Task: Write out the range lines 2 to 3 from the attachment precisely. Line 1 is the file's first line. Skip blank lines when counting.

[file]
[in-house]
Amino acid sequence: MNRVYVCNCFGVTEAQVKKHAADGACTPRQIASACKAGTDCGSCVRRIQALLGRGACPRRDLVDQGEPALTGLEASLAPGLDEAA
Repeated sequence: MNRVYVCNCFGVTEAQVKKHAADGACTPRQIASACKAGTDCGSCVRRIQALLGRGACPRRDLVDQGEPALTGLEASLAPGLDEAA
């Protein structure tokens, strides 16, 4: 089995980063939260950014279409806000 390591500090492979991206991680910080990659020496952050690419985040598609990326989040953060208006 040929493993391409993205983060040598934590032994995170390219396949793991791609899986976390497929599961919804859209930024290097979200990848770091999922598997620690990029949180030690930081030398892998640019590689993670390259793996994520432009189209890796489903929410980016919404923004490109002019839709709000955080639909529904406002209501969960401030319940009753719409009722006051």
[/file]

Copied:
Amino acid sequence: MNRVYVCNCFGVTEAQVKKHAADGACTPRQIASACKAGTDCGSCVRRIQALLGRGACPRRDLVDQGEPALTGLEASLAPGLDEAA
Repeated sequence: MNRVYVCNCFGVTEAQVKKHAADGACTPRQIASACKAGTDCGSCVRRIQALLGRGACPRRDLVDQGEPALTGLEASLAPGLDEAA